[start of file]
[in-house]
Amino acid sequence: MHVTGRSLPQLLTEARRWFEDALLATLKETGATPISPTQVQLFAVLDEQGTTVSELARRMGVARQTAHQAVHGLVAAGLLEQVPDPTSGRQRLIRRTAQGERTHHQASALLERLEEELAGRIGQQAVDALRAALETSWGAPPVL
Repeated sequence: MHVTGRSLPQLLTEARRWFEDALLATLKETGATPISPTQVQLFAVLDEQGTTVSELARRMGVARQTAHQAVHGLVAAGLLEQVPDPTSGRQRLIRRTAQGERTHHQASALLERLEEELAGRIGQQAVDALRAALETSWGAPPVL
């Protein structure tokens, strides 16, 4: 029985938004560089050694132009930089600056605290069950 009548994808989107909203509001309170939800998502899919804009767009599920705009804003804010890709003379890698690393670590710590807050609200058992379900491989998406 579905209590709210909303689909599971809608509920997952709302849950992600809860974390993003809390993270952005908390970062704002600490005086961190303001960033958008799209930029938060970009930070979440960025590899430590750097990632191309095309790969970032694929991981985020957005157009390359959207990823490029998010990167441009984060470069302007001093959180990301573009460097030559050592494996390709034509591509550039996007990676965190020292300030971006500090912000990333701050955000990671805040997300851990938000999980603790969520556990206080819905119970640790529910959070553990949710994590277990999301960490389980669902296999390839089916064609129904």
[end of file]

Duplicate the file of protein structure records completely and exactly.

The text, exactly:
[in-house]
Amino acid sequence: MHVTGRSLPQLLTEARRWFEDALLATLKETGATPISPTQVQLFAVLDEQGTTVSELARRMGVARQTAHQAVHGLVAAGLLEQVPDPTSGRQRLIRRTAQGERTHHQASALLERLEEELAGRIGQQAVDALRAALETSWGAPPVL
Repeated sequence: MHVTGRSLPQLLTEARRWFEDALLATLKETGATPISPTQVQLFAVLDEQGTTVSELARRMGVARQTAHQAVHGLVAAGLLEQVPDPTSGRQRLIRRTAQGERTHHQASALLERLEEELAGRIGQQAVDALRAALETSWGAPPVL
């Protein structure tokens, strides 16, 4: 029985938004560089050694132009930089600056605290069950 009548994808989107909203509001309170939800998502899919804009767009599920705009804003804010890709003379890698690393670590710590807050609200058992379900491989998406 579905209590709210909303689909599971809608509920997952709302849950992600809860974390993003809390993270952005908390970062704002600490005086961190303001960033958008799209930029938060970009930070979440960025590899430590750097990632191309095309790969970032694929991981985020957005157009390359959207990823490029998010990167441009984060470069302007001093959180990301573009460097030559050592494996390709034509591509550039996007990676965190020292300030971006500090912000990333701050955000990671805040997300851990938000999980603790969520556990206080819905119970640790529910959070553990949710994590277990999301960490389980669902296999390839089916064609129904």